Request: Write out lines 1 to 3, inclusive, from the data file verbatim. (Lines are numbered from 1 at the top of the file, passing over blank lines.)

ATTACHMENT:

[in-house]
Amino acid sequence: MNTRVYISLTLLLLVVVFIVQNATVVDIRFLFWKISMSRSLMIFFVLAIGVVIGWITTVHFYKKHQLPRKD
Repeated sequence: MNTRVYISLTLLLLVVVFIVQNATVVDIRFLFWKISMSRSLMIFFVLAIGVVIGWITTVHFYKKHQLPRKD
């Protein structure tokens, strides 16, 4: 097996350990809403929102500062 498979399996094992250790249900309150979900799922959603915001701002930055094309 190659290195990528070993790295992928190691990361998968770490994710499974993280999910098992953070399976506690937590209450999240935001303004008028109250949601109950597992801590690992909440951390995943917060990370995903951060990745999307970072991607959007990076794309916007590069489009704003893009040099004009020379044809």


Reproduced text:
[in-house]
Amino acid sequence: MNTRVYISLTLLLLVVVFIVQNATVVDIRFLFWKISMSRSLMIFFVLAIGVVIGWITTVHFYKKHQLPRKD
Repeated sequence: MNTRVYISLTLLLLVVVFIVQNATVVDIRFLFWKISMSRSLMIFFVLAIGVVIGWITTVHFYKKHQLPRKD